A director of Crepe Cottage, on High Street South in Dunstable, has been prosecuted for fly-tipping commercial waste.
Tyrone Bird pleaded guilty at Luton Magistrates’ Court on Tuesday 3 July on two counts of breaching section 33 of the Environmental Protection Act 1990. He ordered to pay a fine of £733 for each offence, pay costs of £1,283 and a victim surcharge of £73.
Central Bedfordshire Council launched an investigation in August 2017, after an ongoing waste problem relating to the business was reported. Waste was being placed outside the shop in the evening, for collection the next day but then wasn’t collected and waste sacks started to pile up, with the bags bursting open and the contents escaping.
Bird was invited to a number of PACE interviews which he didn’t attend.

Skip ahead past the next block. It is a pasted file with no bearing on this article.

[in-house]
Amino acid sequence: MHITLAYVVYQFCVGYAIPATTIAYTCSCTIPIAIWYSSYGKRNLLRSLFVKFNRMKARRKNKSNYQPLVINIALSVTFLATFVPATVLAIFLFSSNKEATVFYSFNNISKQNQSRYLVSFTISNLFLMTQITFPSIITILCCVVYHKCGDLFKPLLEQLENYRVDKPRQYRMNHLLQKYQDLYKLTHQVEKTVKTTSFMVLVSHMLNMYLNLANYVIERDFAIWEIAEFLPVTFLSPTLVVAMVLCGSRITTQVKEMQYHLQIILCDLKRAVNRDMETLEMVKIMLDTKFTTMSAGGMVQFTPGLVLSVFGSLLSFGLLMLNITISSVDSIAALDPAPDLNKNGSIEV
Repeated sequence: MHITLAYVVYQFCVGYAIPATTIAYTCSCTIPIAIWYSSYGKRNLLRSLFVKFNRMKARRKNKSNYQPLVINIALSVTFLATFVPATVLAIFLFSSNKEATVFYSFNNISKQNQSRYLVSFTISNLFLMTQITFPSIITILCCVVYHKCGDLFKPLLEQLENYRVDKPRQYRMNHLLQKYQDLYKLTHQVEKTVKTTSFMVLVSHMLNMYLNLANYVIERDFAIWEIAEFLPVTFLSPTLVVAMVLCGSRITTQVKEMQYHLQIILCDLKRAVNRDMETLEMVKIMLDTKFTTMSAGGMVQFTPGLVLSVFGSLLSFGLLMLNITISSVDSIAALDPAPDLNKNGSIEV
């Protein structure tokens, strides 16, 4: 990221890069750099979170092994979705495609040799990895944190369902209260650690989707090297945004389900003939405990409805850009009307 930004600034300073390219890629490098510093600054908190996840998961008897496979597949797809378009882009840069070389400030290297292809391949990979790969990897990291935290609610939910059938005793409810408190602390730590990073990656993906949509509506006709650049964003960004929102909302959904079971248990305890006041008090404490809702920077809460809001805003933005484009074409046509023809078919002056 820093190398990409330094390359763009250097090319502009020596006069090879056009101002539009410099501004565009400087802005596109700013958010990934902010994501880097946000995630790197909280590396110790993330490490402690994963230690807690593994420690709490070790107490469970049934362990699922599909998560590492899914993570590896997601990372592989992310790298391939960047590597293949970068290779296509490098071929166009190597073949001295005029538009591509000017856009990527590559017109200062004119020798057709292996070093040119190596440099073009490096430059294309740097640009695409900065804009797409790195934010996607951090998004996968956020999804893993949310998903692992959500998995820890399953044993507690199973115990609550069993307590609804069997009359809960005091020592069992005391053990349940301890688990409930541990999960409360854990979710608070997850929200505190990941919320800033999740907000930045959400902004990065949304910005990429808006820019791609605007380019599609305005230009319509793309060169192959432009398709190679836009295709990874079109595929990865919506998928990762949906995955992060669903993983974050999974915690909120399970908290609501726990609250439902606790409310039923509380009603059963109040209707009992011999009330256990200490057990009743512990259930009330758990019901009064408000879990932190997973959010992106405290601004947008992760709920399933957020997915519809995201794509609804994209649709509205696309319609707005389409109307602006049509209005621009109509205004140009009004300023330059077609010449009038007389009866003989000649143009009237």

Whilst attempting to arrange another interview, council officers attended the property on two further occasions to examine additional waste left at the rear of the premises.
Bird was sent a second Section 108 questionnaire requiring him to attend a PACE interview in December which he attended stating he had a contract with Biffa.
But it was found that contract had been suspended because of an overdue payment.
Councillor Budge Wells, Deputy Executive Member for Community Services at CBC, said: “If your rubbish is found to have been fly-tipped and you have not made appropriate arrangements for the legal disposal of that waste, we will take further action and you could be prosecuted.